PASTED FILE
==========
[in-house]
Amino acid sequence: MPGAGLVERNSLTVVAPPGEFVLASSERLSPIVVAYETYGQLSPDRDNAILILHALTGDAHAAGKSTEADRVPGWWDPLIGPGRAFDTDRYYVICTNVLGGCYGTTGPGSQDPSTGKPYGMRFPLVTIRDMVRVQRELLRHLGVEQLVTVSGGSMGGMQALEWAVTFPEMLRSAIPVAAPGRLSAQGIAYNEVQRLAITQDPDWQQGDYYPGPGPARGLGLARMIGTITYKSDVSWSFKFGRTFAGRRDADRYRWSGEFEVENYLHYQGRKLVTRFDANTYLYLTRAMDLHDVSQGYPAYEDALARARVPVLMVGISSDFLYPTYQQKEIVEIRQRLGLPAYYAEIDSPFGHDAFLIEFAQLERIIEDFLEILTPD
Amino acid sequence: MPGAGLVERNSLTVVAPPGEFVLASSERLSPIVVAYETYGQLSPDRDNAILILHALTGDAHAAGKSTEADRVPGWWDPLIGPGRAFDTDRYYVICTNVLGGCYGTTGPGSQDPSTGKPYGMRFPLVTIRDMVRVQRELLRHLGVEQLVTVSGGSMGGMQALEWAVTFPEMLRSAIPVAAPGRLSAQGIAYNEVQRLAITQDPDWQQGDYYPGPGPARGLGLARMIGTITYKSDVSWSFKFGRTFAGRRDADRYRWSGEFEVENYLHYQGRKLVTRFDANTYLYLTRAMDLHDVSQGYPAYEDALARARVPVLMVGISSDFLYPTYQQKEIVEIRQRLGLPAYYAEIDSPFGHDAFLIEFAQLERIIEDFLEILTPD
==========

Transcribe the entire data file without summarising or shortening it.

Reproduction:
[in-house]
Amino acid sequence: MPGAGLVERNSLTVVAPPGEFVLASSERLSPIVVAYETYGQLSPDRDNAILILHALTGDAHAAGKSTEADRVPGWWDPLIGPGRAFDTDRYYVICTNVLGGCYGTTGPGSQDPSTGKPYGMRFPLVTIRDMVRVQRELLRHLGVEQLVTVSGGSMGGMQALEWAVTFPEMLRSAIPVAAPGRLSAQGIAYNEVQRLAITQDPDWQQGDYYPGPGPARGLGLARMIGTITYKSDVSWSFKFGRTFAGRRDADRYRWSGEFEVENYLHYQGRKLVTRFDANTYLYLTRAMDLHDVSQGYPAYEDALARARVPVLMVGISSDFLYPTYQQKEIVEIRQRLGLPAYYAEIDSPFGHDAFLIEFAQLERIIEDFLEILTPD
Amino acid sequence: MPGAGLVERNSLTVVAPPGEFVLASSERLSPIVVAYETYGQLSPDRDNAILILHALTGDAHAAGKSTEADRVPGWWDPLIGPGRAFDTDRYYVICTNVLGGCYGTTGPGSQDPSTGKPYGMRFPLVTIRDMVRVQRELLRHLGVEQLVTVSGGSMGGMQALEWAVTFPEMLRSAIPVAAPGRLSAQGIAYNEVQRLAITQDPDWQQGDYYPGPGPARGLGLARMIGTITYKSDVSWSFKFGRTFAGRRDADRYRWSGEFEVENYLHYQGRKLVTRFDANTYLYLTRAMDLHDVSQGYPAYEDALARARVPVLMVGISSDFLYPTYQQKEIVEIRQRLGLPAYYAEIDSPFGHDAFLIEFAQLERIIEDFLEILTPD